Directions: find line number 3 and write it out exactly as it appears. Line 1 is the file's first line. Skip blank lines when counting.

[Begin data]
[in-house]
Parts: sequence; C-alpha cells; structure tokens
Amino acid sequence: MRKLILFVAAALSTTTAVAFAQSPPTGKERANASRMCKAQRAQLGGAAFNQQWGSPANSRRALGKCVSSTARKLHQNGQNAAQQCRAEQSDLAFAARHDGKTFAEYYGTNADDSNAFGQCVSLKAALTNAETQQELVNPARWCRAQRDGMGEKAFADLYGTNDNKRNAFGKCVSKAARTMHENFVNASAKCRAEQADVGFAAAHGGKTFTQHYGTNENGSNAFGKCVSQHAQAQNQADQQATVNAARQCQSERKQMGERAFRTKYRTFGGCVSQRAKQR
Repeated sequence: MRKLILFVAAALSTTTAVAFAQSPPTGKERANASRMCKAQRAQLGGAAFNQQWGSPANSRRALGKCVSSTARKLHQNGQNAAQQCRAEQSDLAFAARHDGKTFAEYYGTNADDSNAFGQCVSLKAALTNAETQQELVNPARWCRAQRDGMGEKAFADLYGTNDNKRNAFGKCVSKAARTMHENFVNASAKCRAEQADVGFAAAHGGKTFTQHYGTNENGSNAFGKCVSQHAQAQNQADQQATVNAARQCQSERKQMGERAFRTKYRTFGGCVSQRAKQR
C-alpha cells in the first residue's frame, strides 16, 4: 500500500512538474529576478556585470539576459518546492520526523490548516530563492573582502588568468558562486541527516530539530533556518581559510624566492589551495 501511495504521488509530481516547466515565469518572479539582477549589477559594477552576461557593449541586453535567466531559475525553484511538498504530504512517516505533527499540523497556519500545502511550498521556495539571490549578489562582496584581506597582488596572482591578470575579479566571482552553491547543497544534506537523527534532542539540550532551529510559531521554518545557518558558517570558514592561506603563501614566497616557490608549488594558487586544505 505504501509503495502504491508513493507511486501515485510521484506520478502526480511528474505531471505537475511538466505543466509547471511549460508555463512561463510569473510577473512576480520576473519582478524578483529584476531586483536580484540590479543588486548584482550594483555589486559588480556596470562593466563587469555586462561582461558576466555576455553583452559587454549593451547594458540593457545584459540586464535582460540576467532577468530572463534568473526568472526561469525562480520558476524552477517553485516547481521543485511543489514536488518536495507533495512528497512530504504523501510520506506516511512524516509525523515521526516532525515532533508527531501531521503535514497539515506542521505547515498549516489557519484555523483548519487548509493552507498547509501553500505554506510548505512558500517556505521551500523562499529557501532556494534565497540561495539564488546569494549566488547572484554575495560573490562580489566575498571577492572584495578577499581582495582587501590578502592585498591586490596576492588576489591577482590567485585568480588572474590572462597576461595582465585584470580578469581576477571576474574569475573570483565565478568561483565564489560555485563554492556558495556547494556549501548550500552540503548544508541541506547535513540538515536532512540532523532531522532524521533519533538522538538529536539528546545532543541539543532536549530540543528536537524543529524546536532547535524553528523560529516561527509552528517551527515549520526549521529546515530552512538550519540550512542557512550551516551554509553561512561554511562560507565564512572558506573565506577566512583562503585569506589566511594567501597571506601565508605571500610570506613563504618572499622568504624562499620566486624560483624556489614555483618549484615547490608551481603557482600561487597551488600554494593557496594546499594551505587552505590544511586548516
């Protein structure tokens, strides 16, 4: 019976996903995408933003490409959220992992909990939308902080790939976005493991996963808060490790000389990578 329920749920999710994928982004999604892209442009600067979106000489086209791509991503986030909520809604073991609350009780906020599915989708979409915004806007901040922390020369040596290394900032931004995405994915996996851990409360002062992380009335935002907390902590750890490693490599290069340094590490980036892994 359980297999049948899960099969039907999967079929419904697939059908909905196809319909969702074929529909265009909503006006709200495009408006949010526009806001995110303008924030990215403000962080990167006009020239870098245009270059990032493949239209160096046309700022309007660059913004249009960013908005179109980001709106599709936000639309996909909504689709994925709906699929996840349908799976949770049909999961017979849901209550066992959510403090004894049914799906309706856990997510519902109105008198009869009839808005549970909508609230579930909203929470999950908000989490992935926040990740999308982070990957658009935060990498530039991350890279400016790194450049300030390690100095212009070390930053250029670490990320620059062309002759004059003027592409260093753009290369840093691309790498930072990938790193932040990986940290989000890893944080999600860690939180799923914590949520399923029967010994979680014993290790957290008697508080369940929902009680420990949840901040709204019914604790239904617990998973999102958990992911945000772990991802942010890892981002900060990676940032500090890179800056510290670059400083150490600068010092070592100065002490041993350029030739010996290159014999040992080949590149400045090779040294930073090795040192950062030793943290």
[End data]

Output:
Amino acid sequence: MRKLILFVAAALSTTTAVAFAQSPPTGKERANASRMCKAQRAQLGGAAFNQQWGSPANSRRALGKCVSSTARKLHQNGQNAAQQCRAEQSDLAFAARHDGKTFAEYYGTNADDSNAFGQCVSLKAALTNAETQQELVNPARWCRAQRDGMGEKAFADLYGTNDNKRNAFGKCVSKAARTMHENFVNASAKCRAEQADVGFAAAHGGKTFTQHYGTNENGSNAFGKCVSQHAQAQNQADQQATVNAARQCQSERKQMGERAFRTKYRTFGGCVSQRAKQR